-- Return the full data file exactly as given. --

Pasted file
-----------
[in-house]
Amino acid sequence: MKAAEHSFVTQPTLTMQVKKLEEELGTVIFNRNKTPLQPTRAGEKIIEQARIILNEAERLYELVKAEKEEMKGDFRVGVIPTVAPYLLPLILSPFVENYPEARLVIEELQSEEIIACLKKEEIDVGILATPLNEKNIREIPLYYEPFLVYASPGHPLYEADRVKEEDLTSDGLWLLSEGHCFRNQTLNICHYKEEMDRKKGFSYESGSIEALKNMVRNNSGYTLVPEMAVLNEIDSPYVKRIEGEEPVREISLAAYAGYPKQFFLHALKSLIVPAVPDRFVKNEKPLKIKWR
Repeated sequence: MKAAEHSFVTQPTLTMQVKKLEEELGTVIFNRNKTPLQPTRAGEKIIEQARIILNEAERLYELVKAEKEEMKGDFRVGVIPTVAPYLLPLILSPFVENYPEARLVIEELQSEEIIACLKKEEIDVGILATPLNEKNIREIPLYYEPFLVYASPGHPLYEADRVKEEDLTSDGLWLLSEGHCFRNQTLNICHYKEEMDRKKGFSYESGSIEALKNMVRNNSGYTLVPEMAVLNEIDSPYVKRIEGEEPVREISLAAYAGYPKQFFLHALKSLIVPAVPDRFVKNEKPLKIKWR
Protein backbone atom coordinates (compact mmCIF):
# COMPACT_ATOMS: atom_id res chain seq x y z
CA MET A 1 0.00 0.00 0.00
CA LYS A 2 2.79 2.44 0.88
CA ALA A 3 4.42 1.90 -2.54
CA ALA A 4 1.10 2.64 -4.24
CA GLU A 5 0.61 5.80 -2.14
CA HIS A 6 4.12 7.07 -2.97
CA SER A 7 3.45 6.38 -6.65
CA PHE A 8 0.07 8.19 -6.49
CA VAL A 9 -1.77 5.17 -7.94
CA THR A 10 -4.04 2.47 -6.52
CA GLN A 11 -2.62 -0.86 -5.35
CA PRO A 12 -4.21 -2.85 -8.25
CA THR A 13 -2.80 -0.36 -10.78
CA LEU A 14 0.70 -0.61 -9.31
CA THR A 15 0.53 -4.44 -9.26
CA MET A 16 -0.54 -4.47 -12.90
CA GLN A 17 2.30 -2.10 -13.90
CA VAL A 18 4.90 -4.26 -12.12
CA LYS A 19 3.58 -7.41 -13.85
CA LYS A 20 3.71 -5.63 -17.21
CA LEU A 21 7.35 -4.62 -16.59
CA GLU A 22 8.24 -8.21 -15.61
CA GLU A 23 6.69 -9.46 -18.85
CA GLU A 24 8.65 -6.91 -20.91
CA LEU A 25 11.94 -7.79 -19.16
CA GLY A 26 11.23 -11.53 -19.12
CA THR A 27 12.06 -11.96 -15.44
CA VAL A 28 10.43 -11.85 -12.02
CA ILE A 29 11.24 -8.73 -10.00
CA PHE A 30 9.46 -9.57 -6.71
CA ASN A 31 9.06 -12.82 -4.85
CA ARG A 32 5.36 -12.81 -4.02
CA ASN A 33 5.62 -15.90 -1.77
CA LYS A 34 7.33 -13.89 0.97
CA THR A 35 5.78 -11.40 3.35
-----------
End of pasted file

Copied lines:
[in-house]
Amino acid sequence: MKAAEHSFVTQPTLTMQVKKLEEELGTVIFNRNKTPLQPTRAGEKIIEQARIILNEAERLYELVKAEKEEMKGDFRVGVIPTVAPYLLPLILSPFVENYPEARLVIEELQSEEIIACLKKEEIDVGILATPLNEKNIREIPLYYEPFLVYASPGHPLYEADRVKEEDLTSDGLWLLSEGHCFRNQTLNICHYKEEMDRKKGFSYESGSIEALKNMVRNNSGYTLVPEMAVLNEIDSPYVKRIEGEEPVREISLAAYAGYPKQFFLHALKSLIVPAVPDRFVKNEKPLKIKWR
Repeated sequence: MKAAEHSFVTQPTLTMQVKKLEEELGTVIFNRNKTPLQPTRAGEKIIEQARIILNEAERLYELVKAEKEEMKGDFRVGVIPTVAPYLLPLILSPFVENYPEARLVIEELQSEEIIACLKKEEIDVGILATPLNEKNIREIPLYYEPFLVYASPGHPLYEADRVKEEDLTSDGLWLLSEGHCFRNQTLNICHYKEEMDRKKGFSYESGSIEALKNMVRNNSGYTLVPEMAVLNEIDSPYVKRIEGEEPVREISLAAYAGYPKQFFLHALKSLIVPAVPDRFVKNEKPLKIKWR
Protein backbone atom coordinates (compact mmCIF):
# COMPACT_ATOMS: atom_id res chain seq x y z
CA MET A 1 0.00 0.00 0.00
CA LYS A 2 2.79 2.44 0.88
CA ALA A 3 4.42 1.90 -2.54
CA ALA A 4 1.10 2.64 -4.24
CA GLU A 5 0.61 5.80 -2.14
CA HIS A 6 4.12 7.07 -2.97
CA SER A 7 3.45 6.38 -6.65
CA PHE A 8 0.07 8.19 -6.49
CA VAL A 9 -1.77 5.17 -7.94
CA THR A 10 -4.04 2.47 -6.52
CA GLN A 11 -2.62 -0.86 -5.35
CA PRO A 12 -4.21 -2.85 -8.25
CA THR A 13 -2.80 -0.36 -10.78
CA LEU A 14 0.70 -0.61 -9.31
CA THR A 15 0.53 -4.44 -9.26
CA MET A 16 -0.54 -4.47 -12.90
CA GLN A 17 2.30 -2.10 -13.90
CA VAL A 18 4.90 -4.26 -12.12
CA LYS A 19 3.58 -7.41 -13.85
CA LYS A 20 3.71 -5.63 -17.21
CA LEU A 21 7.35 -4.62 -16.59
CA GLU A 22 8.24 -8.21 -15.61
CA GLU A 23 6.69 -9.46 -18.85
CA GLU A 24 8.65 -6.91 -20.91
CA LEU A 25 11.94 -7.79 -19.16
CA GLY A 26 11.23 -11.53 -19.12
CA THR A 27 12.06 -11.96 -15.44
CA VAL A 28 10.43 -11.85 -12.02
CA ILE A 29 11.24 -8.73 -10.00
CA PHE A 30 9.46 -9.57 -6.71
CA ASN A 31 9.06 -12.82 -4.85
CA ARG A 32 5.36 -12.81 -4.02
CA ASN A 33 5.62 -15.90 -1.77
CA LYS A 34 7.33 -13.89 0.97
CA THR A 35 5.78 -11.40 3.35